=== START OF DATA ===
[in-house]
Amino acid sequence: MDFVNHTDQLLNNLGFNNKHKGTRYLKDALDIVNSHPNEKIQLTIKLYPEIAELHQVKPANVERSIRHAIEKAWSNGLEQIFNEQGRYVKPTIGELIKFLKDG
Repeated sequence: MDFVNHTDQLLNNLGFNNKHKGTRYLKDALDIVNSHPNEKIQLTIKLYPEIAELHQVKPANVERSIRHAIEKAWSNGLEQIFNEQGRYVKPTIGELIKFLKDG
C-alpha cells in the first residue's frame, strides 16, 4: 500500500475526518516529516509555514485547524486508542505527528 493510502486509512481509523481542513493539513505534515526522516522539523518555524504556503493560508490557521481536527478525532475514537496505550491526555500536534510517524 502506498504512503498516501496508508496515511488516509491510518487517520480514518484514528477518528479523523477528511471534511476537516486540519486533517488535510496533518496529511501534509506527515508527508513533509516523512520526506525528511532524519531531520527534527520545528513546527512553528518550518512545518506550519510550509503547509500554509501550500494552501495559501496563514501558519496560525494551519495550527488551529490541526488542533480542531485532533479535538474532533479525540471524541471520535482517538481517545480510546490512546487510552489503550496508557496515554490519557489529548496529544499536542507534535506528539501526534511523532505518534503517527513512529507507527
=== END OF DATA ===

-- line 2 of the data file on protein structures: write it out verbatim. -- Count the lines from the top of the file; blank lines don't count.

Amino acid sequence: MDFVNHTDQLLNNLGFNNKHKGTRYLKDALDIVNSHPNEKIQLTIKLYPEIAELHQVKPANVERSIRHAIEKAWSNGLEQIFNEQGRYVKPTIGELIKFLKDG